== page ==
Early 1981. The Cure is looking for a support act through an ad in the Melody Makerfor for their Three Imaginary Boys tour. Only one act convinces Robert Smith and co: a young post-punkband established in 1979 by four British adolescents from a small town in Worcestershire, near Birmingham.
And Also The Trees hits the ground running because of this. During the day Simon Huw Jones and guitarist (and brother) Justin Jones are sitting in the schoolbenches, but in the evening they play gigs for 500 people.
Their first demotape is produced by Robert Smith and their debutalbum by keyboardplayer Lol Tolhurst. John Peel gives critical acclaim when they do a session for him and the first European tours are being booked.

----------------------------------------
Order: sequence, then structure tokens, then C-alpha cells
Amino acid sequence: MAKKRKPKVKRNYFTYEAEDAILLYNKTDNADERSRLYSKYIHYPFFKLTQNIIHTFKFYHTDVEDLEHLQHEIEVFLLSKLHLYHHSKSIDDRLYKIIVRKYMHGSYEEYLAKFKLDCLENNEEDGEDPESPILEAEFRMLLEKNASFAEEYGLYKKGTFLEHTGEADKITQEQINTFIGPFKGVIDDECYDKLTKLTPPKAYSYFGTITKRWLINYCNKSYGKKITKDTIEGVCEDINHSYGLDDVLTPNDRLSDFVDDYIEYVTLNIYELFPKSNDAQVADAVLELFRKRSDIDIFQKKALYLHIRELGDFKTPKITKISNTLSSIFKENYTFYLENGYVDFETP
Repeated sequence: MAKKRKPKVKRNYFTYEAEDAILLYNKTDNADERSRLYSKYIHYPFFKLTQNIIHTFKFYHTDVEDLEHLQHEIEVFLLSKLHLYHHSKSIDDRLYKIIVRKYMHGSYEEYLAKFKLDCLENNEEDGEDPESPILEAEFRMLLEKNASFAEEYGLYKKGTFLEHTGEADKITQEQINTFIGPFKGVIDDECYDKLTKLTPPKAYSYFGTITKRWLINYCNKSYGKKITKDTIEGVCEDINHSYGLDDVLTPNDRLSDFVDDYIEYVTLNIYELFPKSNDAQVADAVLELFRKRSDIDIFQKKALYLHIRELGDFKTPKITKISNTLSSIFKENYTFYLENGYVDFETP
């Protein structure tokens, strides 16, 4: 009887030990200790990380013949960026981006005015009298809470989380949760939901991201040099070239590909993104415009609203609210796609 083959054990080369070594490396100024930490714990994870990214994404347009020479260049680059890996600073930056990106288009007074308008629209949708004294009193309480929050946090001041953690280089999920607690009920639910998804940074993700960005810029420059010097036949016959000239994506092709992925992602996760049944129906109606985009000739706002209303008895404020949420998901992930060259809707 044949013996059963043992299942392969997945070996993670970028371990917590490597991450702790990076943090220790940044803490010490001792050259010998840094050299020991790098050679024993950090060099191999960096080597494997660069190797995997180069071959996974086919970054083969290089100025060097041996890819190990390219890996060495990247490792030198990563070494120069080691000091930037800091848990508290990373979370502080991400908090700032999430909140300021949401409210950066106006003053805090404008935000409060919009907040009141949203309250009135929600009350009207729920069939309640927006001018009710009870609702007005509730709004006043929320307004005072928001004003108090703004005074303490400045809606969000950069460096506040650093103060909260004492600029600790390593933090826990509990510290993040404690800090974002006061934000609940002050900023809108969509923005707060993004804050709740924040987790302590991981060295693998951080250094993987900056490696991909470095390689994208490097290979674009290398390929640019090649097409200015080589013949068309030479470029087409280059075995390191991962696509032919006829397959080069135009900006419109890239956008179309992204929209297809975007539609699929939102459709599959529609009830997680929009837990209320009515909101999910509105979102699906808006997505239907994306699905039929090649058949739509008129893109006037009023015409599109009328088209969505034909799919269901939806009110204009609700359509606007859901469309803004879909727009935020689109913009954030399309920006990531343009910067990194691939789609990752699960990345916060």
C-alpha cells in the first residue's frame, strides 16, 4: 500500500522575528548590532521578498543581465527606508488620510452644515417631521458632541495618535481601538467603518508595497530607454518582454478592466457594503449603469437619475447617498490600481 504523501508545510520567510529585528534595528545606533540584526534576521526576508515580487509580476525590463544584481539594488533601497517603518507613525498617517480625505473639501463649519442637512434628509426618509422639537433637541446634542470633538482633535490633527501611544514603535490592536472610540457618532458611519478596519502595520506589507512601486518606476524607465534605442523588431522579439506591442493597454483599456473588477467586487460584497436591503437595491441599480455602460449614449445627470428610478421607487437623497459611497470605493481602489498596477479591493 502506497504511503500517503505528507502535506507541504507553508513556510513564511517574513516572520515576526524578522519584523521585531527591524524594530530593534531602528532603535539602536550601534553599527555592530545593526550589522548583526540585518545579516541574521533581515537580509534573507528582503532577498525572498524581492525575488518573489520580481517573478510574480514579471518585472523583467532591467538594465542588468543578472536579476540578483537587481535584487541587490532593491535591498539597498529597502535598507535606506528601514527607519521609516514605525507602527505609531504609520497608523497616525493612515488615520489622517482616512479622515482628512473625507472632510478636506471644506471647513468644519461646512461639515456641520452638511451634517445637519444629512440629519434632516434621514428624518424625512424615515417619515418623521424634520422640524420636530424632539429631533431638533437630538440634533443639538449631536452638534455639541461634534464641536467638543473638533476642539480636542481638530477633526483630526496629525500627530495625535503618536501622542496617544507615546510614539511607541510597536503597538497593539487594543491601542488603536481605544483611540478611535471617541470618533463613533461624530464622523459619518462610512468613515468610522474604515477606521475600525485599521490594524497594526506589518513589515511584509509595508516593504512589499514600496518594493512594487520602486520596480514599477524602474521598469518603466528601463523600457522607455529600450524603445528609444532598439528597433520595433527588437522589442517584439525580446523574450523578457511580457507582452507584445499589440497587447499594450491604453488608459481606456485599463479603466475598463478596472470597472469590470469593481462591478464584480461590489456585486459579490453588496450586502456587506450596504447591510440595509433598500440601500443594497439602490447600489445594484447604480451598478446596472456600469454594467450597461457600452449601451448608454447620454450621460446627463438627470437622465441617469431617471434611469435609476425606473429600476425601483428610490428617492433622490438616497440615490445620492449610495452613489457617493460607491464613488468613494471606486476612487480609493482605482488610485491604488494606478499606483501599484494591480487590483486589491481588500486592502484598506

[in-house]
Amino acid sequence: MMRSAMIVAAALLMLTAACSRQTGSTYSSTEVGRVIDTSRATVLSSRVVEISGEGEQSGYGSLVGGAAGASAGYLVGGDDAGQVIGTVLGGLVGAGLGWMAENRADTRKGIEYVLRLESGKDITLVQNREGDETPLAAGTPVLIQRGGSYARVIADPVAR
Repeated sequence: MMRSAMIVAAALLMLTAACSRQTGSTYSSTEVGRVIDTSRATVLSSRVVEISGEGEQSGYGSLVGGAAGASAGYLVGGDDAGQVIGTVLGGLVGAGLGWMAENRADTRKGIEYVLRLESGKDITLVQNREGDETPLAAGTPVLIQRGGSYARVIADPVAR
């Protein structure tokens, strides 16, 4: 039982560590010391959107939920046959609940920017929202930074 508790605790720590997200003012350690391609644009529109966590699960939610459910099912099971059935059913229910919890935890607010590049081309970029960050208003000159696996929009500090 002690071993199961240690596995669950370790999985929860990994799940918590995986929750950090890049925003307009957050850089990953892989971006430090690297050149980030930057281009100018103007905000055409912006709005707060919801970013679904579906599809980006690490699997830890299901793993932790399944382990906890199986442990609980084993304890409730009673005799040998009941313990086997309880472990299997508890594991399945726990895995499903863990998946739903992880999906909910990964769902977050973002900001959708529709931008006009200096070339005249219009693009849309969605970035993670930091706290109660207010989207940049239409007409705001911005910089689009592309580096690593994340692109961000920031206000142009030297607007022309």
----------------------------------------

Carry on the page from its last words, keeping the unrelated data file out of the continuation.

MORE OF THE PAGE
In France and Germany the band gets a ton of approval. Especially when their postpunk sound slowly evolves from typical new wave to a much more defined atmospherical and cinematic sound. Justin Jones plays his guitar as if it were a mandolin and Simon Huw Jones pulls you into a poetic and Byronesque universe.
When the band releases their fourth album, Farewell to the Shade, they reach an unequivocal cult-status and easily sell out halls like the Bataclan.
In the three decades that followed, And Also The Trees has only widened their cultstatus. Also because they continually reinvent themselves with every album. From stylistic detours to 1950s rock & roll that wouldn’t mind being the soundtrack to a David Lynch film to Blues, Jazz and Avant-Rock.
In The Netherlands the band has never managed to get a foothold in their 39-year old carreer, eventhough there are admirers in the low lands.